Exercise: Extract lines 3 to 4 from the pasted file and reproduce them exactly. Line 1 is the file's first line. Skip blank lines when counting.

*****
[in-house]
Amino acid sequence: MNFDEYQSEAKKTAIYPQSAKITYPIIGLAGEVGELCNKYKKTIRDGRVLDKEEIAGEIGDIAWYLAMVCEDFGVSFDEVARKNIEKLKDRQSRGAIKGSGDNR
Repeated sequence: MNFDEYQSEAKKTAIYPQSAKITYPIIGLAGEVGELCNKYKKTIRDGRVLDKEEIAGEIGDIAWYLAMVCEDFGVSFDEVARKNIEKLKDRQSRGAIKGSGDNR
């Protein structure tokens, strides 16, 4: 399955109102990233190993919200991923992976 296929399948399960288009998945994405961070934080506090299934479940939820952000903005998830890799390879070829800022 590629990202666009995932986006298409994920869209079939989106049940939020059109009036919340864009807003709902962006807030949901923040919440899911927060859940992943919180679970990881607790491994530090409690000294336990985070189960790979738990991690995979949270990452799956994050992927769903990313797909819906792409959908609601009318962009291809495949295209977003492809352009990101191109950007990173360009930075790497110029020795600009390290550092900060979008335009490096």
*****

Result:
Repeated sequence: MNFDEYQSEAKKTAIYPQSAKITYPIIGLAGEVGELCNKYKKTIRDGRVLDKEEIAGEIGDIAWYLAMVCEDFGVSFDEVARKNIEKLKDRQSRGAIKGSGDNR
């Protein structure tokens, strides 16, 4: 399955109102990233190993919200991923992976 296929399948399960288009998945994405961070934080506090299934479940939820952000903005998830890799390879070829800022 590629990202666009995932986006298409994920869209079939989106049940939020059109009036919340864009807003709902962006807030949901923040919440899911927060859940992943919180679970990881607790491994530090409690000294336990985070189960790979738990991690995979949270990452799956994050992927769903990313797909819906792409959908609601009318962009291809495949295209977003492809352009990101191109950007990173360009930075790497110029020795600009390290550092900060979008335009490096």